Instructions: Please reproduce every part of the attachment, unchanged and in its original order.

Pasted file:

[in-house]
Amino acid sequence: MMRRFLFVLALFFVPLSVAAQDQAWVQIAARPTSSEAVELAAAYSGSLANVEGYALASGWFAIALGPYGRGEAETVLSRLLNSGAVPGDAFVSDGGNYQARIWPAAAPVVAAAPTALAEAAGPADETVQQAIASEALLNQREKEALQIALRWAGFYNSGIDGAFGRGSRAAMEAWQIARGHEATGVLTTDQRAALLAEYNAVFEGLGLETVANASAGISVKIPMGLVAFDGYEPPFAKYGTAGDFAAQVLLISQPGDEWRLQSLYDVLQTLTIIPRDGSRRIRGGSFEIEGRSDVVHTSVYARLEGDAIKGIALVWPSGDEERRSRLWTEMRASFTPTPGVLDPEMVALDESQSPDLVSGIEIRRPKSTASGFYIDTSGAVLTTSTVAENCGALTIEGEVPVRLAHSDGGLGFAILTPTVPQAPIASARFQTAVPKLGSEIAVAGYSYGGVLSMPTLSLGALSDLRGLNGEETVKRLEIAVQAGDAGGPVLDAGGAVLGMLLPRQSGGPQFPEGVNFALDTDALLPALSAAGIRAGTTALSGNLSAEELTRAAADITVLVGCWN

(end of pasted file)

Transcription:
[in-house]
Amino acid sequence: MMRRFLFVLALFFVPLSVAAQDQAWVQIAARPTSSEAVELAAAYSGSLANVEGYALASGWFAIALGPYGRGEAETVLSRLLNSGAVPGDAFVSDGGNYQARIWPAAAPVVAAAPTALAEAAGPADETVQQAIASEALLNQREKEALQIALRWAGFYNSGIDGAFGRGSRAAMEAWQIARGHEATGVLTTDQRAALLAEYNAVFEGLGLETVANASAGISVKIPMGLVAFDGYEPPFAKYGTAGDFAAQVLLISQPGDEWRLQSLYDVLQTLTIIPRDGSRRIRGGSFEIEGRSDVVHTSVYARLEGDAIKGIALVWPSGDEERRSRLWTEMRASFTPTPGVLDPEMVALDESQSPDLVSGIEIRRPKSTASGFYIDTSGAVLTTSTVAENCGALTIEGEVPVRLAHSDGGLGFAILTPTVPQAPIASARFQTAVPKLGSEIAVAGYSYGGVLSMPTLSLGALSDLRGLNGEETVKRLEIAVQAGDAGGPVLDAGGAVLGMLLPRQSGGPQFPEGVNFALDTDALLPALSAAGIRAGTTALSGNLSAEELTRAAADITVLVGCWN